………………………………………………………………………………………………………………………………………………………………………………………………………………………………………

    (ii) Explain why the formation of oxygen at the anode is an example of oxidation.

    ……………………………………………………………………………………………………………………………………………………………………………………………………………………………………….

    (iii) The electrolysis of aqueous copper(II) sulphate using copper electrodes has a different anode reaction.

    Give the equation for the electrode reaction at the anode.
    …………………………………………………………………………………………………………………..
    [3]

  2. Molten lead(II) bromide decomposes when an electric current is passed through it.

    (i) Explain why solid lead(II) bromide will not conduct electricity but molten lead(II) bromide will.
    …………………………………………………………………………………………………………………..
    …………………………………………………………………………………………………………………..
    …………………………………………………………………………………………………………………..

    (ii) Construct the equations for the two electrode reactions.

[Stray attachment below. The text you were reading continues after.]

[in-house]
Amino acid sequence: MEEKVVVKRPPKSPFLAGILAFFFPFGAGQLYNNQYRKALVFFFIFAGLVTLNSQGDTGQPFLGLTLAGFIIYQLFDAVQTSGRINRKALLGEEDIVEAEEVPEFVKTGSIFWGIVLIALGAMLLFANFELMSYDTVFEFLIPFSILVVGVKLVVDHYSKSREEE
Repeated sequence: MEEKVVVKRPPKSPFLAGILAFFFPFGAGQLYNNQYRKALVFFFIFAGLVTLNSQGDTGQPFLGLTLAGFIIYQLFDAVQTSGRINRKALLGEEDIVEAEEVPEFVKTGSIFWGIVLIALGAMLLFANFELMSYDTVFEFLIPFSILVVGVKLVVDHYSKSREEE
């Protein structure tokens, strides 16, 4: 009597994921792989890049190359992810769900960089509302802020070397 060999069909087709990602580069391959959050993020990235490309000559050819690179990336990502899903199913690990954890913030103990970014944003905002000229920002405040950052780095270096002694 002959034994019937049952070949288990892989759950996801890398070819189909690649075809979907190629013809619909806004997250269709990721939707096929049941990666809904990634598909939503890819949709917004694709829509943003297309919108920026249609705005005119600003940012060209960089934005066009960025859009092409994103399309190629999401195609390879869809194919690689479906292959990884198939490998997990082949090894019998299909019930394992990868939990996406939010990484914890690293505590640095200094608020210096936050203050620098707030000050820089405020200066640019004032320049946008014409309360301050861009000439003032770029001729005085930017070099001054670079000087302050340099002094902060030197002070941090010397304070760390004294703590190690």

cathode ………………………………………………………………………………………………………

    anode …………………………………………………………………………………………………………
    [4]

Solution 6

  1. (i) Copper is lower than hydrogen on the electrochemical series, which means copper is discharged before hydrogen.

    (ii) Oxidation is the loss of electrons. Therefore the formation of oxygen at the anode is oxidation because it involves the loss of electrons by the hydroxyl ion.

    (iii) (For the electrolysis of aqueous copper(II) sulphate using copper electrodes, the copper anode dissolves to form copper ions.)

    The electrode reaction at the anode: Cu → Cu2+ + 2e

  2. i) During electrolysis an electric current is carried by moving ions. The ions in solid lead (II) bromide are not mobile, whereas the ions in molten lead (II) are mobile.

    ii) at the cathode: Pb2+(l) + 2e → Pb(s)

    at the anode: 2Br(l) – 2e → Br2(g)

Sir Sydney
Author: Sir Sydney

Tutor at Sytech Learning Academy.

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Sir Sydney

Tutor at Sytech Learning Academy.